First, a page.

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SUZANNE IN THE GARDEN

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Claude Monet composing

Virginia Spate writes like Monet paints, and this could equally have been written about the ’Garden scene’: “The painting, ‘In the Norvègienne’, is composed in scales of closely related colours… Although these colours convey the subjective impression of the fragile moment, they are so abstracted that they no longer indicate imminent change. The intensely still painting suggests a prolonged moment which will never end.”, (Spate: Claude Monet, The Colour of Time, p.187.)

Let us continue and try to find out how Monet arranged the idyll of the ‘Garden scene’, and compare it to some other paintings.

The left wing is built up by the round shape of the chair, and by the bushes, with the leaves like a curtain behind.
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The oval shape of the table gives an impression of depth, and forms the right wing of the scene. See also how the table is cut off by the edge.
The right hand side outline of the skirt goes directly to her eyes. From her eyes, our eyes will continue to the ‘needle’ in her hand.
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If we follow the left leg of the table, we end up in the center 'needle point'.
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We can easily find out how carefully Monet calculated his compositions. When we take the measurements of the painting and in this way find out were the exact central point of the picture is, we will find that it is exactly were the needle in her hand is. This also remains the focus for her concentration and for our eyes. More about this soon…

The Claude Monet 'looking through' effect

Let us have a closer look at what we are calling the ‘looking through’ phenomenon. The gravel walk continues further on into the garden, behind the model. Please note how we can ‘look through’ the model. We are able to see the gravel walk even under the cloth, she is working with. (Click detail to the right.)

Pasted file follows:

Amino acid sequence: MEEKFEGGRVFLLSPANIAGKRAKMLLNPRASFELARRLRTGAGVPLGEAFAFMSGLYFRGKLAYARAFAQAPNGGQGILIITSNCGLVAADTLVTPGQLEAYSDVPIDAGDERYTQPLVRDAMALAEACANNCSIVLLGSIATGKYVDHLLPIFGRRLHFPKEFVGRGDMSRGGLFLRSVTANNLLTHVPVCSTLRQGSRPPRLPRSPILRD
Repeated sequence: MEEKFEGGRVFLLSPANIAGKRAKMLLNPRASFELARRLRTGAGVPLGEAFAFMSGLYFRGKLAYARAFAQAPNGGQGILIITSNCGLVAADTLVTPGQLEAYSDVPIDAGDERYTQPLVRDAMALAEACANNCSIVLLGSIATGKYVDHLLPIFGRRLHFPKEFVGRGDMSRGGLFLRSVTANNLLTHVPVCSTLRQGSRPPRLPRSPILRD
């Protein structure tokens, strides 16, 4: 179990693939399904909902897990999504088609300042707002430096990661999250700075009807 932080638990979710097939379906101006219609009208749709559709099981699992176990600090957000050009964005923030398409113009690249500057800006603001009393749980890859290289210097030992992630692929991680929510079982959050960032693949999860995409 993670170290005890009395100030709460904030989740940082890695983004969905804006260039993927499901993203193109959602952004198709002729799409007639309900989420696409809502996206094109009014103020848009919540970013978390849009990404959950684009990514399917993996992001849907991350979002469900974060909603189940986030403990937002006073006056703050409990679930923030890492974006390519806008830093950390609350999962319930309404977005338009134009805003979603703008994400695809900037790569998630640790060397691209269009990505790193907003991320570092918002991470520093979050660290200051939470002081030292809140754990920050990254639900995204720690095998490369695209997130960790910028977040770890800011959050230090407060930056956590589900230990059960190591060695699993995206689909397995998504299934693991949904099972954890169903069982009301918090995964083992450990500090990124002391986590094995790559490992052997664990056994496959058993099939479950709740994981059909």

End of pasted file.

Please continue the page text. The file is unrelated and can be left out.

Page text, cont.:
This is strengthening the 3-D effect in the painting, and is an important detail, so very typical for Monet. We are able to look through the models, rocks, vaults of bridges, tree trunks, foliage and whatever Monet chose to paint. The purpose is obvious. Monet creates and strengthens the depth dimension by choosing angles from which you can see through the models etc. The small details that seem so unimportant, turn in fact out to be very important indeed, and again, certainly are not there by coincidence!

Unfortunately much of the effect of this way of creating the perspective in the ‘Garden-scene’ has been destroyed. The canvas was once varnished. This varnish turned brown by old-age. Unfortunately it has not yet been possible to remove it from the parts of the cloth, that was left uncovered by paint. We can only imagine how the painting once looked like, when the colour of the canvas played it’s original part in the ensemble of the colours. This way of leaving part of the canvas unpainted, and letting its own colour perform with the others, is indeed very typical for Monet. For his way of working, for his technique, and for the elaboration of the canvas.


The beach at Trouville

Another example of this we find in: ‘The beach at Trouville’, 1870, (W158), chosen here only because of the similar scene. (The hand of the sewing women is left unpainted – to be compared with our unpainted cloth). In this painting we also find a good example of ‘looking through – objects’, with the effect this ‘trick’ renders to the picture. Take a small piece of paper and cover the chair back and you will understand the important part it really plays! The 3D - effect disappears, the figures look like cut paper silhouettes!

Next we shall have a glimpse at some other works that come close to our ‘pochade’, because that is what it is.  Do not forget this fact when comparing with finished canvases, signed and sold by the artist.

Much of the nerve, the impression, we find in the ‘Pochade’, has often disappeared in the finished painting. The ‘impression’ of the short moment, caught by Monet in front of the motif, is often lost. This due to the fact that he continued to work on his canvases over several days, when the right circumstances appeared. Later they were sometimes reworked in the atelier, and the brush work became less strong.

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